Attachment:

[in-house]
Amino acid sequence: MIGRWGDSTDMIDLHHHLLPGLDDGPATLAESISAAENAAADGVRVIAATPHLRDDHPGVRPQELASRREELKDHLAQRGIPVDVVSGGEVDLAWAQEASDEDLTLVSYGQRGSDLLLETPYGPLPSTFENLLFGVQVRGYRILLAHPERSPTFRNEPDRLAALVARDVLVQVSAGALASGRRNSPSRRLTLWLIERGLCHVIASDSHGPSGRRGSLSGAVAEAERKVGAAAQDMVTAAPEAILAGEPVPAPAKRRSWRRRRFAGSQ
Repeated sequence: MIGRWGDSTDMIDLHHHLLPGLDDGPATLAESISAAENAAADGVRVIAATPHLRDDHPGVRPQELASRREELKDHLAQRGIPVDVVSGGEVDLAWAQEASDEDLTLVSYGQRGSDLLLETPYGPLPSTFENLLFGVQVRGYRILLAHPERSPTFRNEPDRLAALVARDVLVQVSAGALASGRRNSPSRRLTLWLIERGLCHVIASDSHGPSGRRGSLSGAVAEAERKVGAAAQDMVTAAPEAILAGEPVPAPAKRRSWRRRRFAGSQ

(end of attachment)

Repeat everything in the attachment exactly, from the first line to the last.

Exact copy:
[in-house]
Amino acid sequence: MIGRWGDSTDMIDLHHHLLPGLDDGPATLAESISAAENAAADGVRVIAATPHLRDDHPGVRPQELASRREELKDHLAQRGIPVDVVSGGEVDLAWAQEASDEDLTLVSYGQRGSDLLLETPYGPLPSTFENLLFGVQVRGYRILLAHPERSPTFRNEPDRLAALVARDVLVQVSAGALASGRRNSPSRRLTLWLIERGLCHVIASDSHGPSGRRGSLSGAVAEAERKVGAAAQDMVTAAPEAILAGEPVPAPAKRRSWRRRRFAGSQ
Repeated sequence: MIGRWGDSTDMIDLHHHLLPGLDDGPATLAESISAAENAAADGVRVIAATPHLRDDHPGVRPQELASRREELKDHLAQRGIPVDVVSGGEVDLAWAQEASDEDLTLVSYGQRGSDLLLETPYGPLPSTFENLLFGVQVRGYRILLAHPERSPTFRNEPDRLAALVARDVLVQVSAGALASGRRNSPSRRLTLWLIERGLCHVIASDSHGPSGRRGSLSGAVAEAERKVGAAAQDMVTAAPEAILAGEPVPAPAKRRSWRRRRFAGSQ